Pandemic's origins obscured by lack of Chinese data - WHO panel
By Jennifer Rigby
LONDON (Reuters) - The World Health Organization said on Thursday its latest investigation into the origins of COVID-19 was inconclusive, largely because data from China is missing, another blow to its years-long effort to determine how the pandemic began.
The report from the WHO expert panel said all available data showed the novel coronavirus that causes COVID-19 probably came from animals, likely bats, a similar conclusion to the U.N. agency's previous work on the topic in 2021 that followed a trip to China.
The missing data, especially from China, where the first cases were reported in December 2019, meant it was not possible to identify exactly how the virus was first transmitted to humans.
The findings are likely to add to doubts it will be possible to determine how and where the virus emerged.
They will also inject urgency into the effort to overhaul the WHO and its health emergency procedures as the agency strives to reassert itself after years of criticism over its handling of the pandemic.
The WHO says the report, the first of several expected from the panel, is also about drawing up a better way to probe the origins of future outbreaks.
WHO Director General Tedros Adhanom Ghebreyesus wrote to the Chinese government twice in February this year in pursuit of more information, the report showed, although the authors also said China had provided some data on request.
The origins of the pandemic, which has killed at least 15 million people, have become politicised. Scientists say it is important to establish what happened to prevent similar outbreaks.
LONGER IT TAKES, HARDER IT GETS
But the team on the panel - known as the Scientific Advisory Group for the Origins of Novel Pathogens (SAGO) - said it was still impossible to do so because of a lack of data. They also say there are "recognised challenges" in investigating "such a long time after the initial outbreak", although their work would continue.
"The longer it takes, the harder it becomes," Maria Van Kerkhove, a senior WHO official on the SAGO secretariat, told a briefing, adding the WHO will support all ongoing efforts to better understand how the pandemic began.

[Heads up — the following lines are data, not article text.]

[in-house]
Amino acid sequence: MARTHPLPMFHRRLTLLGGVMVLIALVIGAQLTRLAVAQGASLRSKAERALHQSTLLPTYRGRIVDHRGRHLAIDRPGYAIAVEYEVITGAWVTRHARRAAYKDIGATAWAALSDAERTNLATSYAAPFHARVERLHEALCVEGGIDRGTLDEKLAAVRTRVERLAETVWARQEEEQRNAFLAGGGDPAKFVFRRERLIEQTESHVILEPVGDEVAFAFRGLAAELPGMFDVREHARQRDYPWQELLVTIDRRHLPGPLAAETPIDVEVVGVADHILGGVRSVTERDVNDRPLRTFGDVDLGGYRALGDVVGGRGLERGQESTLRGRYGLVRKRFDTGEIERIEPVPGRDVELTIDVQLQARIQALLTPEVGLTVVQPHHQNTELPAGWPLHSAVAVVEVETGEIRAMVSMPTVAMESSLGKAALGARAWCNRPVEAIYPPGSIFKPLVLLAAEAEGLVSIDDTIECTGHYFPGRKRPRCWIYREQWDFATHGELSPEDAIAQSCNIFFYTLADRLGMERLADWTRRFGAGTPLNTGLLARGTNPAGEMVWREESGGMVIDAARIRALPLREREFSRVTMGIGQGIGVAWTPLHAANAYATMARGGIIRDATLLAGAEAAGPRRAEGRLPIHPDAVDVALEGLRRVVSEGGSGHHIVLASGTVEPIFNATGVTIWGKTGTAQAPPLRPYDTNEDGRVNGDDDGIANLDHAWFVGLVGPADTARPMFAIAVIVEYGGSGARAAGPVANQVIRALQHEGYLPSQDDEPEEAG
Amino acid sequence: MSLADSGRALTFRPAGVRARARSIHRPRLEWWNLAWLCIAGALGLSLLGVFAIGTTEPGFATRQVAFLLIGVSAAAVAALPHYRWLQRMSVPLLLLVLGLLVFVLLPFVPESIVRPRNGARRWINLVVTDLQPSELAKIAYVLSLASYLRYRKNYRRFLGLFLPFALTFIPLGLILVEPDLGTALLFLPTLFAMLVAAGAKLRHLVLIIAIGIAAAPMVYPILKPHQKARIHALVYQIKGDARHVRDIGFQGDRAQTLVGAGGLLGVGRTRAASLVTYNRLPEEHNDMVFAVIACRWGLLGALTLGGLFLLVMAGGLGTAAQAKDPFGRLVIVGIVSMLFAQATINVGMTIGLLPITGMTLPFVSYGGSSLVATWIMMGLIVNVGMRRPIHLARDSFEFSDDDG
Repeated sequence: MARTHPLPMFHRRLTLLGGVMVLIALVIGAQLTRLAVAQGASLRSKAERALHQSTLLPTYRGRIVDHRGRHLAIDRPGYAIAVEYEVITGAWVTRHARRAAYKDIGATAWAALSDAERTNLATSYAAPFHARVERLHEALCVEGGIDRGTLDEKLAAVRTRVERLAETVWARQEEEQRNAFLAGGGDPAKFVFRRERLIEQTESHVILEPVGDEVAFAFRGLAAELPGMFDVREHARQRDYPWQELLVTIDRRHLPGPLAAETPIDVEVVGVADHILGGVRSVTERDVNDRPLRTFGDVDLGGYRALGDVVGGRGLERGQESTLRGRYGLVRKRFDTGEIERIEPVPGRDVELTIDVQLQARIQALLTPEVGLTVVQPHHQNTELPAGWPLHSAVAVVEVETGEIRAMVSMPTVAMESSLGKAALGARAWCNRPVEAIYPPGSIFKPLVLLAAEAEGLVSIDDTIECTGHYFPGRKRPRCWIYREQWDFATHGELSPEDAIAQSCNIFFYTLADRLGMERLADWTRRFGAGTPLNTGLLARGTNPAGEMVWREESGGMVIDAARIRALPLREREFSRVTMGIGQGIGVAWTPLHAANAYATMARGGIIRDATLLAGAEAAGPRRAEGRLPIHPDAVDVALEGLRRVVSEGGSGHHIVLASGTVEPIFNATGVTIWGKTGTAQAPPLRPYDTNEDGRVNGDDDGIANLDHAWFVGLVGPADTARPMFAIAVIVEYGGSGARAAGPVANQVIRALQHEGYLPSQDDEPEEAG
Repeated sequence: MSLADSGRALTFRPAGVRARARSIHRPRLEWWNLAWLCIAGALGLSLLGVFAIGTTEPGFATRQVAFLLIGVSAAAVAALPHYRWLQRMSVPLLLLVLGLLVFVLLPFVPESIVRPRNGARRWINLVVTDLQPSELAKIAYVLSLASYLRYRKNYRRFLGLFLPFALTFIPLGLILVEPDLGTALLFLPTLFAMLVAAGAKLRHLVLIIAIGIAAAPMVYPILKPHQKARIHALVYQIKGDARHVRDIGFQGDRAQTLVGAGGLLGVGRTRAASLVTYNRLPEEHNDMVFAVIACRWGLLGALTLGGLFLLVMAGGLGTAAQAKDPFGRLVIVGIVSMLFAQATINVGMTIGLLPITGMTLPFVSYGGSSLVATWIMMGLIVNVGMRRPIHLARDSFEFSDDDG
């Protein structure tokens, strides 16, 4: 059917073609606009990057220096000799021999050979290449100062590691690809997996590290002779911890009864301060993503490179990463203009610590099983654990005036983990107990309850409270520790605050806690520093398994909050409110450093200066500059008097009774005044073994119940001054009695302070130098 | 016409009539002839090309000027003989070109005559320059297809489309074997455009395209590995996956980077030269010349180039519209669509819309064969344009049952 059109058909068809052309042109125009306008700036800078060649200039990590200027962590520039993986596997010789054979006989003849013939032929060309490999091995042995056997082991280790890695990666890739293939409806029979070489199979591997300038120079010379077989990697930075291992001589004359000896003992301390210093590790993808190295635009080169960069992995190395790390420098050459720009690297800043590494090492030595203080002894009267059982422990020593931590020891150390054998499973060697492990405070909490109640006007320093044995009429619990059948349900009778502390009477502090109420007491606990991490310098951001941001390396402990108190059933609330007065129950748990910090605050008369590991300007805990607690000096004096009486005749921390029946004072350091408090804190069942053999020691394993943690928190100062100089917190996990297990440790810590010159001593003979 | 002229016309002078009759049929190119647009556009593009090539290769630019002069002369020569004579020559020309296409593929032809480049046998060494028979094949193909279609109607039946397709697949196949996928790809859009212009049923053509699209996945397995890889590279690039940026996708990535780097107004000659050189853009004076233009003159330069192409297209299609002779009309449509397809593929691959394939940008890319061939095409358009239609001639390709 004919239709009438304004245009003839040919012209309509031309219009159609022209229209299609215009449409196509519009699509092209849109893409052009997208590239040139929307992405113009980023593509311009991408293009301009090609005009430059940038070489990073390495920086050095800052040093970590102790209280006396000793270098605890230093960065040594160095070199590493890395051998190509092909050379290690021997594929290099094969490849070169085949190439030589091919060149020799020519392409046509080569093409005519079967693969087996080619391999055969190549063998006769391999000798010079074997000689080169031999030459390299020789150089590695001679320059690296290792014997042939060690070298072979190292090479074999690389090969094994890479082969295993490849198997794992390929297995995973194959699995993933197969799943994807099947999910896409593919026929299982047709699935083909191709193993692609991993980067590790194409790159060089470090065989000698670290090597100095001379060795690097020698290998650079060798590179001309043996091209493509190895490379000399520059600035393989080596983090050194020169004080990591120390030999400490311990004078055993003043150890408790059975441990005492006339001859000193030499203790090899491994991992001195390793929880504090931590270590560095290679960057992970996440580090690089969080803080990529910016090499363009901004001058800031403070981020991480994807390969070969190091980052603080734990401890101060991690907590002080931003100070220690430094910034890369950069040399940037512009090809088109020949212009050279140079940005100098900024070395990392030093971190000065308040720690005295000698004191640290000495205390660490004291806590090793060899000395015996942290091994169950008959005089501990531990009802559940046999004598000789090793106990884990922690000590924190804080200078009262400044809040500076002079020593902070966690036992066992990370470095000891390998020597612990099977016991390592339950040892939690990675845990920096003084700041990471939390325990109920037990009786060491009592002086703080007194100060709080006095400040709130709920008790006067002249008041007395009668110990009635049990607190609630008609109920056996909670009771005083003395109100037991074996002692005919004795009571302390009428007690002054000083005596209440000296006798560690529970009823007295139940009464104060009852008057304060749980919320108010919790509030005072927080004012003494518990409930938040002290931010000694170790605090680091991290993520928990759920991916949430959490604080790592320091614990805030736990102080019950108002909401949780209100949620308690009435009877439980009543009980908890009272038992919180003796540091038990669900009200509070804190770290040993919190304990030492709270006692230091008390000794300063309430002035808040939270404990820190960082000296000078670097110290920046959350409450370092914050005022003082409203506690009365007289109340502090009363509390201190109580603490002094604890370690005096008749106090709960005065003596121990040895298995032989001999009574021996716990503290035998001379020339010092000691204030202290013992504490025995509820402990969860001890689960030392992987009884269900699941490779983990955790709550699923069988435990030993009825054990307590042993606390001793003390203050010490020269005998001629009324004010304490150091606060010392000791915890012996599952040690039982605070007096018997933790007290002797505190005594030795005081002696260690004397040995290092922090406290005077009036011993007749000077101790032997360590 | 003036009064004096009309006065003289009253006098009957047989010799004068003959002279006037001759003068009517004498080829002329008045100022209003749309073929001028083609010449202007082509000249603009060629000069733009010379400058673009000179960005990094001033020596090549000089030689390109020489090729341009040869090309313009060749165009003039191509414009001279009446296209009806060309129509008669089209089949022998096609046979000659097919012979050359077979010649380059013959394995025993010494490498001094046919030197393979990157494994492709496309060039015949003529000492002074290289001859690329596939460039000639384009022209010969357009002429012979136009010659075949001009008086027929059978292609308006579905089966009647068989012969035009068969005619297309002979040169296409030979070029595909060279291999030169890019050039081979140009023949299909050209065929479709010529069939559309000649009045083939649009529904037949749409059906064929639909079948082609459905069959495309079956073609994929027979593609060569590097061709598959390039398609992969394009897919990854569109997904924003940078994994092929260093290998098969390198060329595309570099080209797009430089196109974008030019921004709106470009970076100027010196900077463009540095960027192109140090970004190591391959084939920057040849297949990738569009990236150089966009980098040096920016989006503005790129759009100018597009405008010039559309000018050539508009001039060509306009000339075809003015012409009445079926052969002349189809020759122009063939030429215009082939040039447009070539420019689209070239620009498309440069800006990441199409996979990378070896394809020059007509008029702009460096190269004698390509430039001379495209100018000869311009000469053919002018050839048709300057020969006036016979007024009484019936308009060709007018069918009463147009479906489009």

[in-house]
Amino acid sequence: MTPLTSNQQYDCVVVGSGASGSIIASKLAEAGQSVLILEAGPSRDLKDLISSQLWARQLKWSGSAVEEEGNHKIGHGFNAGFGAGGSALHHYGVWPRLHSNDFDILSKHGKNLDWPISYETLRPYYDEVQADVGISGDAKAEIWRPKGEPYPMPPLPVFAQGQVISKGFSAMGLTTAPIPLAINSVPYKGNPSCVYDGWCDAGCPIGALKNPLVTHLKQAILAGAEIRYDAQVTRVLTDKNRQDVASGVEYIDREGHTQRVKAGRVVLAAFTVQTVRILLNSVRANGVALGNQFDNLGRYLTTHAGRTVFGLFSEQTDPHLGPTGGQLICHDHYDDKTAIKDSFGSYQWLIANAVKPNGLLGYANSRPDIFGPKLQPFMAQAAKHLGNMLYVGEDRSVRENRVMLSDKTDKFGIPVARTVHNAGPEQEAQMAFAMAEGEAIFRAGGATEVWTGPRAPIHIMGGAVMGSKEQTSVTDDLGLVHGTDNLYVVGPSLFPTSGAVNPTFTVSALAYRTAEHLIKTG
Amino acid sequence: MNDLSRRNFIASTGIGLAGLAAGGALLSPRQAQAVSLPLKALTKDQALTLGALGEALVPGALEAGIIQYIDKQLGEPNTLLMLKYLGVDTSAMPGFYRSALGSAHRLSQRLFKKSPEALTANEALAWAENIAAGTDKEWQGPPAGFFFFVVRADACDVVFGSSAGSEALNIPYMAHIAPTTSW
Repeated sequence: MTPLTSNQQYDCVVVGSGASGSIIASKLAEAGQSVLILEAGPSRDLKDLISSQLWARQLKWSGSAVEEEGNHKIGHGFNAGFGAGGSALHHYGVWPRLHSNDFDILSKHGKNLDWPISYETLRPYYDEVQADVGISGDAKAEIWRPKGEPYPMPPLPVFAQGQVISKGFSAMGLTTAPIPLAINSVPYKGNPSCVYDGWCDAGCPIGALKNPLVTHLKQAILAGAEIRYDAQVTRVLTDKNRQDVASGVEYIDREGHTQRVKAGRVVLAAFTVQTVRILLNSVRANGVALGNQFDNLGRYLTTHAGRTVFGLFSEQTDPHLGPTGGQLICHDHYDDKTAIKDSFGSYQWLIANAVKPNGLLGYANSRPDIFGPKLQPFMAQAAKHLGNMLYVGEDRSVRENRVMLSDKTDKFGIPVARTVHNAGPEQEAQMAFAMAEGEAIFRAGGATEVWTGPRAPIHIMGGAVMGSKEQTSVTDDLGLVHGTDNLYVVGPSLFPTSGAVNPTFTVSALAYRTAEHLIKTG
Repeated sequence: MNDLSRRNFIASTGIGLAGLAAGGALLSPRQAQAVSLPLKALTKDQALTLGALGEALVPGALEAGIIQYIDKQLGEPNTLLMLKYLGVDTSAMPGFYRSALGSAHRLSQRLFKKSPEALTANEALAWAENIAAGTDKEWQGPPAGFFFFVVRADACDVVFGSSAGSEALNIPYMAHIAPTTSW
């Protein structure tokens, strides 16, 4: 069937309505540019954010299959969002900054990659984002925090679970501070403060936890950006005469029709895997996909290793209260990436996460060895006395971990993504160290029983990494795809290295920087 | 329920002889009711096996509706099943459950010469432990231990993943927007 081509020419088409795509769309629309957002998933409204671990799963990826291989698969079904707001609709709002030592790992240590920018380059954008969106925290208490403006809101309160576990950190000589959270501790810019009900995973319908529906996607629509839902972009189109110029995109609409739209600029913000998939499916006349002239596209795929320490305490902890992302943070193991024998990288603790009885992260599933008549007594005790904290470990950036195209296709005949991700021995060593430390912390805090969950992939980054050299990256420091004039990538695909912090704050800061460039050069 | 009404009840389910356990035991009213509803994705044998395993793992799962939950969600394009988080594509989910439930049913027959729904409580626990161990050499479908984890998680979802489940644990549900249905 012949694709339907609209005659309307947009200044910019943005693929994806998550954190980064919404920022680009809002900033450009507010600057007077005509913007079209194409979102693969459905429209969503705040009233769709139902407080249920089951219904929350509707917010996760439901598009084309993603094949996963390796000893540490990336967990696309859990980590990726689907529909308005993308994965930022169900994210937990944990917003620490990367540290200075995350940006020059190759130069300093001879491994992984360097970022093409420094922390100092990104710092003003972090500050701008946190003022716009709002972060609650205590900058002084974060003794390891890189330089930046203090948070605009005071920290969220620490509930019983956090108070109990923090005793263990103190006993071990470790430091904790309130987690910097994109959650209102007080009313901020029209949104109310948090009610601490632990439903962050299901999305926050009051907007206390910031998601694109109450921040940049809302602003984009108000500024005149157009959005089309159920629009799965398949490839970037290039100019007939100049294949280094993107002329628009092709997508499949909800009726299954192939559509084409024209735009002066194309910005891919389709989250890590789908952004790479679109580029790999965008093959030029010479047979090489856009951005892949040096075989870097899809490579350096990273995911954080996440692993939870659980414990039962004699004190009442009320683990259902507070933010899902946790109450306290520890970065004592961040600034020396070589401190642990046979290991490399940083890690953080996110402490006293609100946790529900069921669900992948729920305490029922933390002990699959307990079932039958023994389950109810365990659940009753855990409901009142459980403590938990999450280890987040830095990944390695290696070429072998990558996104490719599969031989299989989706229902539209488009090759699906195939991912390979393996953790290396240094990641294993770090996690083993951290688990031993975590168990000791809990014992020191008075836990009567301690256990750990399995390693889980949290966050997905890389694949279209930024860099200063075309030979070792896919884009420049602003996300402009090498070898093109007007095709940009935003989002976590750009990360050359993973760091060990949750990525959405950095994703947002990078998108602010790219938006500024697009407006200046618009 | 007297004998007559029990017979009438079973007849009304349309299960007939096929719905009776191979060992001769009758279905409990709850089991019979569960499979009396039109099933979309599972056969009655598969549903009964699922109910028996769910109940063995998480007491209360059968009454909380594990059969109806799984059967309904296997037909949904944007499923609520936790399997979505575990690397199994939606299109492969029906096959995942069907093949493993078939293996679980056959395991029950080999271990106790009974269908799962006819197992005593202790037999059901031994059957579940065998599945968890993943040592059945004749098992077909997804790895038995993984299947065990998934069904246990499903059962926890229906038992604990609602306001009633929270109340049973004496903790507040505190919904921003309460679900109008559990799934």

"We owe it to ourselves, we owe to the millions of people who died and the billions of people who were infected," she said.
The report said no new information had been provided on the possibility that SARS-CoV-2 was introduced to humans through a laboratory incident, and "it remains important to consider all reasonable scientific data" to evaluate this possibility.
Reflecting the political wrangling that has dogged the drafting of the report, it includes a footnote outlining how members of the panel from Brazil, China and Russia disagreed that further studies were needed on the lab hypothesis and suggested nothing had changed since the previous WHO-China joint report on origins, published in March 2021.
The latest report also includes a framework for how to pinpoint the origins of future outbreaks, which WHO has said is the panel's central aim, rather than drawing conclusions on COVID-19.
Jean-Claude Manuguerra, SAGO Co-chair said monkeypox was an "illustration of how much we need this global framework" to find out how future pathogens emerge.
When the panel was set up in October, WHO emergencies chief Mike Ryan said it was the "best chance... it may be our last chance" to understand the origins of the coronavirus.
The report also includes a long list of recommendations for further studies that could shed more light on COVID-19's origins.
They include seeking information on the earliest cases in Wuhan, China, as well as further studies around the animal market in Wuhan that was identified early on as a potential location for the virus's jump to humans.
The 2021 report called a lab leak "highly unlikely" and suggested the most plausible theory was a spillover from animals. A later U.S. intelligence report said both theories remained plausible, although it too leaned towards natural origins.
(Reporting by Jennifer Rigby; additional reporting by Emma Farge; editing by Barbara Lewis)